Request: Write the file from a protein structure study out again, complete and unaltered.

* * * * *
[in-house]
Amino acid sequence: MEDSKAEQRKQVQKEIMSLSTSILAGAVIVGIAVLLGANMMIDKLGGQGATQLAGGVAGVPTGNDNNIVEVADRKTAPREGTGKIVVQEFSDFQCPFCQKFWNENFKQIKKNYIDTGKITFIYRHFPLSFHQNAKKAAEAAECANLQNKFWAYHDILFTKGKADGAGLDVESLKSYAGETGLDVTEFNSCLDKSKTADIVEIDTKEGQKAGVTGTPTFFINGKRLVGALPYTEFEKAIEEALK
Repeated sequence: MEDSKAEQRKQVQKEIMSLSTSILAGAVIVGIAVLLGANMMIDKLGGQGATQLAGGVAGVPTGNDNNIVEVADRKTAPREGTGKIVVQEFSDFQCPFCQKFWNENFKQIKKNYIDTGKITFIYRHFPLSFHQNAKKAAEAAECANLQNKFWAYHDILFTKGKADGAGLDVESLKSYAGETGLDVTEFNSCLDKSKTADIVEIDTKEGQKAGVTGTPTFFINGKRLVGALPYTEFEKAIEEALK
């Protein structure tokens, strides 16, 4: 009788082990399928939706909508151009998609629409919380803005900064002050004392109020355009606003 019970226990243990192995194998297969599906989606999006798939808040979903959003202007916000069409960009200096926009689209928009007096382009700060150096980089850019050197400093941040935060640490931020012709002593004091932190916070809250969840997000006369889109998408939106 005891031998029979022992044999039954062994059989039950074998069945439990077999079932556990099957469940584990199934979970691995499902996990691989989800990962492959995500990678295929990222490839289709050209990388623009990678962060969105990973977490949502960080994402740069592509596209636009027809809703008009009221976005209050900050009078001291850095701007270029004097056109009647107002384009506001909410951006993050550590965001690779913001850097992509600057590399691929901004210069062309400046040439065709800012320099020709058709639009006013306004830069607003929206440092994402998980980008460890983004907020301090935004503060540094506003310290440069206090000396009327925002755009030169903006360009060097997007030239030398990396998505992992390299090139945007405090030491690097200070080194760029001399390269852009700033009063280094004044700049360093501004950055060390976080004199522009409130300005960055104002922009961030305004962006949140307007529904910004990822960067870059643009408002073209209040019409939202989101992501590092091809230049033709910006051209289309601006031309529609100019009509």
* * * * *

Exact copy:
[in-house]
Amino acid sequence: MEDSKAEQRKQVQKEIMSLSTSILAGAVIVGIAVLLGANMMIDKLGGQGATQLAGGVAGVPTGNDNNIVEVADRKTAPREGTGKIVVQEFSDFQCPFCQKFWNENFKQIKKNYIDTGKITFIYRHFPLSFHQNAKKAAEAAECANLQNKFWAYHDILFTKGKADGAGLDVESLKSYAGETGLDVTEFNSCLDKSKTADIVEIDTKEGQKAGVTGTPTFFINGKRLVGALPYTEFEKAIEEALK
Repeated sequence: MEDSKAEQRKQVQKEIMSLSTSILAGAVIVGIAVLLGANMMIDKLGGQGATQLAGGVAGVPTGNDNNIVEVADRKTAPREGTGKIVVQEFSDFQCPFCQKFWNENFKQIKKNYIDTGKITFIYRHFPLSFHQNAKKAAEAAECANLQNKFWAYHDILFTKGKADGAGLDVESLKSYAGETGLDVTEFNSCLDKSKTADIVEIDTKEGQKAGVTGTPTFFINGKRLVGALPYTEFEKAIEEALK
């Protein structure tokens, strides 16, 4: 009788082990399928939706909508151009998609629409919380803005900064002050004392109020355009606003 019970226990243990192995194998297969599906989606999006798939808040979903959003202007916000069409960009200096926009689209928009007096382009700060150096980089850019050197400093941040935060640490931020012709002593004091932190916070809250969840997000006369889109998408939106 005891031998029979022992044999039954062994059989039950074998069945439990077999079932556990099957469940584990199934979970691995499902996990691989989800990962492959995500990678295929990222490839289709050209990388623009990678962060969105990973977490949502960080994402740069592509596209636009027809809703008009009221976005209050900050009078001291850095701007270029004097056109009647107002384009506001909410951006993050550590965001690779913001850097992509600057590399691929901004210069062309400046040439065709800012320099020709058709639009006013306004830069607003929206440092994402998980980008460890983004907020301090935004503060540094506003310290440069206090000396009327925002755009030169903006360009060097997007030239030398990396998505992992390299090139945007405090030491690097200070080194760029001399390269852009700033009063280094004044700049360093501004950055060390976080004199522009409130300005960055104002922009961030305004962006949140307007529904910004990822960067870059643009408002073209209040019409939202989101992501590092091809230049033709910006051209289309601006031309529609100019009509």